Court considers whether non-competitor can bring unfair competition claim
United States of America
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In Famous Horse Inc v 5th Ave Photo Inc (Case 08-4523-cv, October 21 2010), the US Court of Appeals for the Second Circuit has held that Lanham Act unfair competition claims need only meet the 'reasonable interest' test for the plaintiff to have standing.
The case revolved around wholesale clothiers’ sale of counterfeit ROCAWEAR-branded jeans. The wholesalers, the defendants-appellees, sold some of the jeans to plaintiff-appellant Famous Horse Inc, which operates a chain of discount clothing stores in the New York area. Once Famous Horse discovered the jeans were counterfeit, it stopped purchasing them, but the appellees continued to sell the counterfeit jeans to other discount stores and, while doing so, falsely advertised that Famous Horse was a “satisfied customer”.
In response, Famous Horse brought trademark infringement and unfair competition claims under the Lanham Act, as well as a variety of related state claims, against the appellees.
Famous Horse first claimed trademark infringement under both §43(a) and 32 of the Lanham Act based on the appellees’ claim that it was a “satisfied customer”. The district court dismissed both claims, because “plaintiff must allege facts establishing, inter alia, that a defendant’s use of plaintiff’s registered mark is likely to cause confusion as to the source of a product”. Since Famous Horse had never claimed that the use of its marks was connected to the source of the products, it had failed to state a case.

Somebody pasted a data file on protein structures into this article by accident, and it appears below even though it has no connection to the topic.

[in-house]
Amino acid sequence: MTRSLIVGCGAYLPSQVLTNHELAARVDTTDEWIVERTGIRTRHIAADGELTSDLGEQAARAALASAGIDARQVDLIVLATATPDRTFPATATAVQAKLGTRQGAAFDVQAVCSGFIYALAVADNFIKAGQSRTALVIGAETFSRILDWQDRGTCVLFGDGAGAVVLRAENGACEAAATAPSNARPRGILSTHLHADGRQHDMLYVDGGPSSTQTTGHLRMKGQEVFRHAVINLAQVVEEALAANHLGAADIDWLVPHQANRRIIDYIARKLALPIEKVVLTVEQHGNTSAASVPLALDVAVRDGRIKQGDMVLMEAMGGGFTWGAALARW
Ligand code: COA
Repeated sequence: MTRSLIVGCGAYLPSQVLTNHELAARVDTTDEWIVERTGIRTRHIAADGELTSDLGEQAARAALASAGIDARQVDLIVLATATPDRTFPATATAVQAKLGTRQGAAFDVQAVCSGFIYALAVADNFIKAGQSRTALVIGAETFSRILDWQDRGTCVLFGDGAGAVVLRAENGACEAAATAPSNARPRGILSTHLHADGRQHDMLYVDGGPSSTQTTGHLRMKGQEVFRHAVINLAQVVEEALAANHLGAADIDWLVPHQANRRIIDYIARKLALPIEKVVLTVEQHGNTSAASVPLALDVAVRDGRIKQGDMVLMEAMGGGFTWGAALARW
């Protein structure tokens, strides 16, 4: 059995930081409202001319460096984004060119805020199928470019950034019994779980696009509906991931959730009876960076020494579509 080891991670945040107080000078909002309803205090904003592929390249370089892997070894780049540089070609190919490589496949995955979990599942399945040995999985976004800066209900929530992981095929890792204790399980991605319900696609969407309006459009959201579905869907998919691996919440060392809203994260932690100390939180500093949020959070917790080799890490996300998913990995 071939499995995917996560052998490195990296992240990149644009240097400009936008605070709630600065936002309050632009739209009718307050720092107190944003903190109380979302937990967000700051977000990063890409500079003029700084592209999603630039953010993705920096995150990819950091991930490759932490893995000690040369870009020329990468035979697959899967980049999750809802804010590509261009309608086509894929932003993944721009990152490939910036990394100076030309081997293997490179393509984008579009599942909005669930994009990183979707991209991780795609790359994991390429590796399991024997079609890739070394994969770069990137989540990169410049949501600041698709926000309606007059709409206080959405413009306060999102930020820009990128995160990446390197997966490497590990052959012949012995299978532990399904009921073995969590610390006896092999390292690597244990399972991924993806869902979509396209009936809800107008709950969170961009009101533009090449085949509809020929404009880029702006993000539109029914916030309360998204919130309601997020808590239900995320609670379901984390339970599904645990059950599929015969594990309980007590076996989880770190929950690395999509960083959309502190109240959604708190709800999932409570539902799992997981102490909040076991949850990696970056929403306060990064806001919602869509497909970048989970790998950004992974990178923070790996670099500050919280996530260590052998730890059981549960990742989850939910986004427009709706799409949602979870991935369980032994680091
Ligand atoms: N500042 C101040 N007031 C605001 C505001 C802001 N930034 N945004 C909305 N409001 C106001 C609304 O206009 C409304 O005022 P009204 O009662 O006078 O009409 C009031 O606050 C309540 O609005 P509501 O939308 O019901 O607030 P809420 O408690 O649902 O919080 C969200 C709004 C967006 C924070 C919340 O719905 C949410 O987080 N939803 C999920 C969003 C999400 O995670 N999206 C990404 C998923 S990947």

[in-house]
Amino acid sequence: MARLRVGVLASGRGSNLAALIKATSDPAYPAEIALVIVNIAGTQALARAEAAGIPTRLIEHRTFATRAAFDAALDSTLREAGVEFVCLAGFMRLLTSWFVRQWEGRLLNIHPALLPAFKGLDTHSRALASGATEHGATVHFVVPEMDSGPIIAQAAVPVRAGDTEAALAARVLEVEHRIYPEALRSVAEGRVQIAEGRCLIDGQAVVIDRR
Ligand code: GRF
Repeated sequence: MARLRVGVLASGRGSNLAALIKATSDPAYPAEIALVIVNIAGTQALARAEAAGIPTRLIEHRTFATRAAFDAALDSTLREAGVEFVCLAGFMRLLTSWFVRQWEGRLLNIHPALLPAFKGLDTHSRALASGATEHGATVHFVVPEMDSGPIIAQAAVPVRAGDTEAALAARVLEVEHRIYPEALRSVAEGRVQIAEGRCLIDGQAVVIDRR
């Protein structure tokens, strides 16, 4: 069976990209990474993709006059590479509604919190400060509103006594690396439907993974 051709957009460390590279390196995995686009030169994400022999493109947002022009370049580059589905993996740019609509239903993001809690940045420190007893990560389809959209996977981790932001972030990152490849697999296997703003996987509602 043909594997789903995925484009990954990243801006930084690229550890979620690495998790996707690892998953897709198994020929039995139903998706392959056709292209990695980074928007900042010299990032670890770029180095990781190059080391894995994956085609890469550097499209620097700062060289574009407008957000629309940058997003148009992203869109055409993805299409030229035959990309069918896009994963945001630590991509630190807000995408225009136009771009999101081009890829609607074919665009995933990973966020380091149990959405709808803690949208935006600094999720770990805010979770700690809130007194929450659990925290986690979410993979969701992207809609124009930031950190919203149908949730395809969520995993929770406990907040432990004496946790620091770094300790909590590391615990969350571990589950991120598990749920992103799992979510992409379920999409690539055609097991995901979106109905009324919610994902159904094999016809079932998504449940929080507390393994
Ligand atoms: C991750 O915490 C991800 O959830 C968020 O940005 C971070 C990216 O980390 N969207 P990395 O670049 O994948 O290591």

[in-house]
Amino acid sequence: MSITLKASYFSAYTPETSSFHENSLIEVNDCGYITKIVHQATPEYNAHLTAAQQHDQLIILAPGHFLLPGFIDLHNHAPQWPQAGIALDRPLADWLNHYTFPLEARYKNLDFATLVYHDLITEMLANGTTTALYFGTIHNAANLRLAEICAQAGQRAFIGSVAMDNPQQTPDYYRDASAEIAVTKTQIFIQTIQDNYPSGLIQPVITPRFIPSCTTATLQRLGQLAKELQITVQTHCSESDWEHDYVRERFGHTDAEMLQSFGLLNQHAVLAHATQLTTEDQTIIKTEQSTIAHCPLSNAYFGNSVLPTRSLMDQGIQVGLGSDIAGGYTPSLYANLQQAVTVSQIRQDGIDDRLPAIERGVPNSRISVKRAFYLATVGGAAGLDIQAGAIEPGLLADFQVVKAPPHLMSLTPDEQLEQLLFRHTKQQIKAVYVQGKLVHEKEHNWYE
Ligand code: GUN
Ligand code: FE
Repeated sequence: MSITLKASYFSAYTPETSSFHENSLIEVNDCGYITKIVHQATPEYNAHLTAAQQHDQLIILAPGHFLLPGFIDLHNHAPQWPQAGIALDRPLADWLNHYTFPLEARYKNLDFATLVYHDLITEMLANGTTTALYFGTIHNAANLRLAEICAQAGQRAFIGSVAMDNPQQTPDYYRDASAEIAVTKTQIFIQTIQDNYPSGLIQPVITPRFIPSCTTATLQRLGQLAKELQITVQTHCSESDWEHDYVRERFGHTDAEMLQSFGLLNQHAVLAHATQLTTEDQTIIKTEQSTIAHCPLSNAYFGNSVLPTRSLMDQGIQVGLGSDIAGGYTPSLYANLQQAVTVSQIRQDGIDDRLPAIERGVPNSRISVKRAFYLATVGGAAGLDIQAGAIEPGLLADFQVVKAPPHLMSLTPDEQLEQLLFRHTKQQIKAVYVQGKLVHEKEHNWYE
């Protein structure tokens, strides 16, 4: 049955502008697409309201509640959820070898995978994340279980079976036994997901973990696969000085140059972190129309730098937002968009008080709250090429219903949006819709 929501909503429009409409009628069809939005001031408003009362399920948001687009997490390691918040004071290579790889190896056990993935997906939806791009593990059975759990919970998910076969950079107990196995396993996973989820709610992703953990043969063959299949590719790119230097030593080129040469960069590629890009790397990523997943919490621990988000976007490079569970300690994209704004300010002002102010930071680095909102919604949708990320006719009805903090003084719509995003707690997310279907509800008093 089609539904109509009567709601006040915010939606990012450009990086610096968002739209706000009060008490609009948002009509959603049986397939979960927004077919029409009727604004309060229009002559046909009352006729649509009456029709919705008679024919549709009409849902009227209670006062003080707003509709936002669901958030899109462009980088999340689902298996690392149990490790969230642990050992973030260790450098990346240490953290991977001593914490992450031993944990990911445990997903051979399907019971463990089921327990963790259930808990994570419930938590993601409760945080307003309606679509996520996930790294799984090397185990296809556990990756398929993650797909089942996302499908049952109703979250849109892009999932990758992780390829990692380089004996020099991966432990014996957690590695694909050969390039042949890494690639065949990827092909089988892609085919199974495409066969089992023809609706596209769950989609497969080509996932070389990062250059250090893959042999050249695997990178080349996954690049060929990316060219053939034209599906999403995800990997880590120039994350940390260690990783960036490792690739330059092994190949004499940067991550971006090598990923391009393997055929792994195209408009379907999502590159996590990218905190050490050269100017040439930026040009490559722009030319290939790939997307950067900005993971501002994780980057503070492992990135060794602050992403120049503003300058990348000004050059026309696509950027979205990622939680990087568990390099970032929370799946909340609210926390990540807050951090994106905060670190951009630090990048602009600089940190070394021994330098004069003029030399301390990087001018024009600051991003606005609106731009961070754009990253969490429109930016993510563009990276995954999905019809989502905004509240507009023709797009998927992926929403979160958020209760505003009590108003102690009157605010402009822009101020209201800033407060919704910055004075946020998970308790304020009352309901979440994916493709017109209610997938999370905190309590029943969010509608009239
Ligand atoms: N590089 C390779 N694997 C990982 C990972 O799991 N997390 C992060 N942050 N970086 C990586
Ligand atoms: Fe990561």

On appeal, the Second Circuit held that the district court was in error, as “consumer confusion triggering the Lanham Act... need not be solely as to the origin of the product”. Instead, a party has a §43(a) claim if it was falsely accused of being a satisfied customer, since §43(a) “specifically defines misrepresentation causing confusion as to affiliation, association or sponsorship as infringing activity”. Moreover, a party has a §32 claim if use “of a registered mark... is likely to cause confusion, or to cause mistake or to deceive”. Because the false claim of being a satisfied customer was likely to deceive and confuse as to association, the court vacated the district court’s dismissal of Famous Horse’s §32 and §43(a) claims.
Famous Horse also claimed unfair competition as a result of the appellees’ sale of counterfeit ROCAWEAR-branded jeans. The question on appeal was whether Famous Horse had standing to bring an unfair competition claim despite not being in direct competition with the appellees nor owning the ROCAWEAR mark.
The Second Circuit noted that, while the Lanham Act’s language is “extremely broad” (allowing actions by “any person” who believes they are damaged by “any false designation of origin”), courts have narrowed the standard to apply only to commercial plaintiffs. However, while courts agree that only commercial plaintiffs can bring an action, there is a circuit split over whether an action can be brought by a non-competitor. Three circuits (the Seventh, Ninth and Tenth) require any plaintiff to be in actual competition with the defendant (the alleged user of the false mark). Three other circuits (the Third, Fifth, and Eleventh) use a “more flexible standard”, where actual competition is merely taken into account, not a requirement.